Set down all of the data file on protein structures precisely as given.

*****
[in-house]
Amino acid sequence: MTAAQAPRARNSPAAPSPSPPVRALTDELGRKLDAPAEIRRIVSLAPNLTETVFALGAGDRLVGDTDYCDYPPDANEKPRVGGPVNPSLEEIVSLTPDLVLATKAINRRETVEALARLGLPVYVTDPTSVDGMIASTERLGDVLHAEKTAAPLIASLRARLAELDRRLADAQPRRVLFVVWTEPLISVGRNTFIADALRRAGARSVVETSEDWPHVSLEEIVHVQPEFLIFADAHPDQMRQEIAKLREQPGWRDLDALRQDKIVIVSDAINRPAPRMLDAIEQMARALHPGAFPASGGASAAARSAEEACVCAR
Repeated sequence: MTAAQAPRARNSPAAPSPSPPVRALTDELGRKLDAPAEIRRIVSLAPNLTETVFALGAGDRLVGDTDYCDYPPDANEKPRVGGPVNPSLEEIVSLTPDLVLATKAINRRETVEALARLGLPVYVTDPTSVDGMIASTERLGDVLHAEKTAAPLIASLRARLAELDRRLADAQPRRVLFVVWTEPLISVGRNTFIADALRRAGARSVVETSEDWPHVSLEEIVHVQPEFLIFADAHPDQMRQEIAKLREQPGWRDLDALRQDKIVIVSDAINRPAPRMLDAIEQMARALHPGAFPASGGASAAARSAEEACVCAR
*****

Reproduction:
[in-house]
Amino acid sequence: MTAAQAPRARNSPAAPSPSPPVRALTDELGRKLDAPAEIRRIVSLAPNLTETVFALGAGDRLVGDTDYCDYPPDANEKPRVGGPVNPSLEEIVSLTPDLVLATKAINRRETVEALARLGLPVYVTDPTSVDGMIASTERLGDVLHAEKTAAPLIASLRARLAELDRRLADAQPRRVLFVVWTEPLISVGRNTFIADALRRAGARSVVETSEDWPHVSLEEIVHVQPEFLIFADAHPDQMRQEIAKLREQPGWRDLDALRQDKIVIVSDAINRPAPRMLDAIEQMARALHPGAFPASGGASAAARSAEEACVCAR
Repeated sequence: MTAAQAPRARNSPAAPSPSPPVRALTDELGRKLDAPAEIRRIVSLAPNLTETVFALGAGDRLVGDTDYCDYPPDANEKPRVGGPVNPSLEEIVSLTPDLVLATKAINRRETVEALARLGLPVYVTDPTSVDGMIASTERLGDVLHAEKTAAPLIASLRARLAELDRRLADAQPRRVLFVVWTEPLISVGRNTFIADALRRAGARSVVETSEDWPHVSLEEIVHVQPEFLIFADAHPDQMRQEIAKLREQPGWRDLDALRQDKIVIVSDAINRPAPRMLDAIEQMARALHPGAFPASGGASAAARSAEEACVCAR